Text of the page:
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Intoxication and Romanticism
James Nicholls

6 Ungovernable passions: intoxication and Romanticism He will come to know it, whenever he shall arrive in that state in which, paradoxical as it may appear, reason shall only visit him through intoxication. (Charles Lamb) Hence the drunkard ceases to attend to external stimuli, and as volition is now also suspended, the trains of his ideas become totally inconsistent as in dreams or delirium. (Erasmus Darwin) The question above all others that nagged at philosophers, political thinkers and doctors throughout the eighteenth century was: ‘What is it to be human

in The politics of alcohol
The penalties and paradoxes of unmanliness
Joanne Begiato

2 Appetites, passions, and disgust: the penalties and paradoxes of unmanliness Introduction Unmanliness was emblazoned on emotionalised bodies, written onto illformed, unappealing forms and faces, and deployed through disgust, the very antitheses of desire. This too had physiognomic roots and moral associations. Johann Caspar Lavater, for example, explained: ‘the morally best, the most beautiful. The morally worst, the most deformed.’1 Eighteenth-century British moral philosophers similarly drew analogies between the corporeal and the moral, applying a

in Manliness in Britain, 1760–1900
Hanneke Canters and Grace M. Jantzen

Elemental Passions CHAPTER 4 Interpretive synopsis of Elemental Passions One: prologue The first chapter can be regarded as a Prologue. Irigaray begins with short, staccato sentences. White. Immense spaces. White, a rush of breath. Be swift, marry this breath. Remain in it. Make haste. Let it not abandon me. Let me not turn from it. Be swept up: my song. (EP 7) De grands espaces. Blancs. Un grand souffle, blanc. Rapide, épouser ce souffle. Y rester. Dans la hâte. Qu’il ne m’abandonne pas. Que je ne le laisse pas.Y être entraînée : mon chant. (Pe 7) The short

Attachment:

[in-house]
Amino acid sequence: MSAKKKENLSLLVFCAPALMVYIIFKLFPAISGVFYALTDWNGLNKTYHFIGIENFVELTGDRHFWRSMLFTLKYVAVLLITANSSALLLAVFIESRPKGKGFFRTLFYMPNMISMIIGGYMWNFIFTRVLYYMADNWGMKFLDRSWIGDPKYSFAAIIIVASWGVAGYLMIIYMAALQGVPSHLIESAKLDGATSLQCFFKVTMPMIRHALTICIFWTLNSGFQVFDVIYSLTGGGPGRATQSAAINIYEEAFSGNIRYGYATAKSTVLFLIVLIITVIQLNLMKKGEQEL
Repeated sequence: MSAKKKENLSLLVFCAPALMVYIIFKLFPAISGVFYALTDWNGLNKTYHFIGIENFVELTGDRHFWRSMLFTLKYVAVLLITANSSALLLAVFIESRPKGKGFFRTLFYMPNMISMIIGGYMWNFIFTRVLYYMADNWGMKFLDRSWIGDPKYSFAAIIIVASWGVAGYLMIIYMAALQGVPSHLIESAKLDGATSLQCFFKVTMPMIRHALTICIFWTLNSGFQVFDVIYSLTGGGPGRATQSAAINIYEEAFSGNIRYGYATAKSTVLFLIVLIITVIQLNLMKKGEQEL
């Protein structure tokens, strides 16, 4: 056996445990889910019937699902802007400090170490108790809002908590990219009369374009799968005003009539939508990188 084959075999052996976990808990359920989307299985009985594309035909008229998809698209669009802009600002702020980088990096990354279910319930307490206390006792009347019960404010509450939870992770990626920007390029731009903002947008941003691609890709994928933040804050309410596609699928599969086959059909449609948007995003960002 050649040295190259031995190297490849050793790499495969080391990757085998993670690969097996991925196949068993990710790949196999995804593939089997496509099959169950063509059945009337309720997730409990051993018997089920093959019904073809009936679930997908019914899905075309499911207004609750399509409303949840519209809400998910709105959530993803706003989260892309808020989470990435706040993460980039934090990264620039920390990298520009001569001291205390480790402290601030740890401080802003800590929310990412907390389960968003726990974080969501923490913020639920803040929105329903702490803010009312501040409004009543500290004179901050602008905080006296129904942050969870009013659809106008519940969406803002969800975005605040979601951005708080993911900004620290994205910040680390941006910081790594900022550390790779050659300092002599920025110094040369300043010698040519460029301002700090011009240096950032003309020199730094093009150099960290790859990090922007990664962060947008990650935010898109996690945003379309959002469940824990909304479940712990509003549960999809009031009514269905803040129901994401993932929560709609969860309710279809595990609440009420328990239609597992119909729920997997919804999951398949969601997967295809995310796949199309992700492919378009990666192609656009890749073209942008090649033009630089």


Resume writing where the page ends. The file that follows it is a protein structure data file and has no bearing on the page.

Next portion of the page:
in Forever fluid
Abstract only
Collecting and connoisseurship
Katie Donington

no expense in pursuing his passion – the building of a hothouse stood testament to his botanical ambitions. 111 He employed a gardener, Joseph Knight, who resided full time on the property, tending to the collection. Knight remained in George’s employ until the family removed from Clapham in 1820, at which point he gave Knight his living collection. Knight went on to form the

in The bonds of family
Popular imperialism in Britain, continuities and discontinuities over two centuries
John M. MacKenzie

back to families, 9 helped to keep the existence and significance of colonies continually in the forefront of the public imagination. Earlier manifestations It is important to recognise that in the British case, these imperial passions were not wholly new in the nineteenth century. Kathleen Wilson has charted the significance of aspects of popular imperialism in the eighteenth

in European empires and the people
Nico Randeraad

4 On waves of passion: London 1860 L ondon was the fountainhead of international statistics. Adolphe Quetelet enjoyed visiting the British capital. Early in his career he had discovered that many British thinkers shared his vision of statistics. He had a hand in the establishment of the Statistical Section (Section F) of the British Association for the Advancement of Science and the Statistical Society of London. In 1851 he chose the Great Exhibition of London as the stage for launching the European statistical congress. He expected the British to be very